“This was before Bloodgate and all that stuff. Deano was one of the biggest names in the game and the guy said: ‘Not a problem. I’ll be there’,” recalls MacNeill.

“People talk about England being our old enemy but in rugby they’ve been our greatest friends. Not only did they come in 1973 when no-one else would come,” says MacNeill in reference to England fulfilling their Five Nations fixture in Dublin a year after Scotland and Wales refused to travel. “They are the ones that also voted for our World Cup bid and sent more players to the Peace International than anyone else.”

Ultimately, the Barbarians were represented by a multi-national mix of 10 Englishmen, three Frenchmen, three New Zealanders, a South African and a Welshman.

Instead of pre-match anthems there was a minute’s silence and to emphasise the non-political aspect of the match, save for president Mary Robinson, who paid £20 for her ticket, there were no politicians present for what was also a very poignant occasion.

“The guests of honour were all children who had been affected by the violence. There was a boy called Darren Baird – both his parents and his sister were killed in the Shankill Road bombing,” recalls MacNeill, of the then nine-year-old boy whose parents Evelyn and Bobby (both 27) and sister Michelle (then seven) were among the 10 victims of the IRA attack on Frizzell’s fish shop that October day in 1993.

“There was Tommy Mullan, whose brother (Steven, 20) was killed in a reprisal attack in Greysteel the following week,” adds MacNeill in reference to the Greysteel massacre carried out by the UDA on a Halloween party in Derry in which Steven Mullan (20) was one of seven fatal victims.

“There was another boy called Gareth Bouldsworth, whose best friend, Tim Parry (12-years-old), had been blown up by the IRA bomb in Warrington. These were very young children and it really brought it home. That had a huge impact on people. It was important that it was balanced and we were very careful that it was done in that way.”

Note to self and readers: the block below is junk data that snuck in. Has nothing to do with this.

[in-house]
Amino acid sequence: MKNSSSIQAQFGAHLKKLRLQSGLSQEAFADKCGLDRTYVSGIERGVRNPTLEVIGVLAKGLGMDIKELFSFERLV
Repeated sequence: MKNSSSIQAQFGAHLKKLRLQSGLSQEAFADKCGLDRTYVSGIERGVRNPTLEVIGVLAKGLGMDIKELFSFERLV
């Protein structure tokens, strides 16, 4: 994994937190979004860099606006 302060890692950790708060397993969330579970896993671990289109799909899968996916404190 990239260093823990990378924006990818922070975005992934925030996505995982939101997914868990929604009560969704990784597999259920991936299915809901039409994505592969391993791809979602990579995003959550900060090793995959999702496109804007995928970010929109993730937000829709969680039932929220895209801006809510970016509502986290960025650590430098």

The Corrs, whose manager John Hughes was a good friend of Ollie Campbell’s, contacted MacNeill to ask if they could perform before the game on the north terrace.

After the Barbarians won by 70-38, scoring 10 tries to six, their players conducted a lap of the pitch to the backdrop of a standing ovation, which MacNeill describes as “probably the most emotional moment I’ve ever had at Lansdowne Road”.

“These world stars had leant their names to those who were working for peace in Ireland and it was just extraordinarily moving. And it was rugby, as Trevor always said, showing how to do relationships properly on this island and not the wrong way.”

Indeed, as Ringland himself put it at the time: “We don’t want children for the next 27 years having to put up with what I had to put up with – and other people like me.”

MacNeill regrets that he and an equally exhausted Ringland didn’t attend the post-match press conferences.

“I guess you always feel you could do more in telling the story around the match. But it was a very emotional and very satisfying when it was all done and I guess all in all we were pretty pleased with it.”

The attendance was estimated to be around 38,000, and the game raised over £100,000, but as MacNeill says, it was more a statement than a fundraiser.

“It was for people down here who previously mightn’t have said anything or expressed any views, who were just simply coming out in objection to violence, to say that ‘this was not being done in our name’.”

“The great thing about rugby is that it brought people together, and built relationships and trust, without threatening anyone’s sense of identity or allegiance constitutionally. And that’s an incredibly powerful message for the particular time that we’re living in now.”